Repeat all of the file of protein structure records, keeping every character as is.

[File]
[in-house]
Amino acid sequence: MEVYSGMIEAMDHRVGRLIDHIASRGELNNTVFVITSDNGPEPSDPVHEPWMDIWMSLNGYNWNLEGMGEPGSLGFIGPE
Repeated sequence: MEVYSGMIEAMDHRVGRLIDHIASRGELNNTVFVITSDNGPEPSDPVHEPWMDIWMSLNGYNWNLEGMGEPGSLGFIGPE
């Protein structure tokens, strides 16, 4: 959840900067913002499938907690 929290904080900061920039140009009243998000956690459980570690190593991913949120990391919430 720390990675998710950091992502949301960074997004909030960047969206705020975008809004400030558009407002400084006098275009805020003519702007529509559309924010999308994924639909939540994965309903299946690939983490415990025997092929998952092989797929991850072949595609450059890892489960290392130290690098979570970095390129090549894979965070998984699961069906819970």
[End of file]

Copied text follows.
[in-house]
Amino acid sequence: MEVYSGMIEAMDHRVGRLIDHIASRGELNNTVFVITSDNGPEPSDPVHEPWMDIWMSLNGYNWNLEGMGEPGSLGFIGPE
Repeated sequence: MEVYSGMIEAMDHRVGRLIDHIASRGELNNTVFVITSDNGPEPSDPVHEPWMDIWMSLNGYNWNLEGMGEPGSLGFIGPE
């Protein structure tokens, strides 16, 4: 959840900067913002499938907690 929290904080900061920039140009009243998000956690459980570690190593991913949120990391919430 720390990675998710950091992502949301960074997004909030960047969206705020975008809004400030558009407002400084006098275009805020003519702007529509559309924010999308994924639909939540994965309903299946690939983490415990025997092929998952092989797929991850072949595609450059890892489960290392130290690098979570970095390129090549894979965070998984699961069906819970």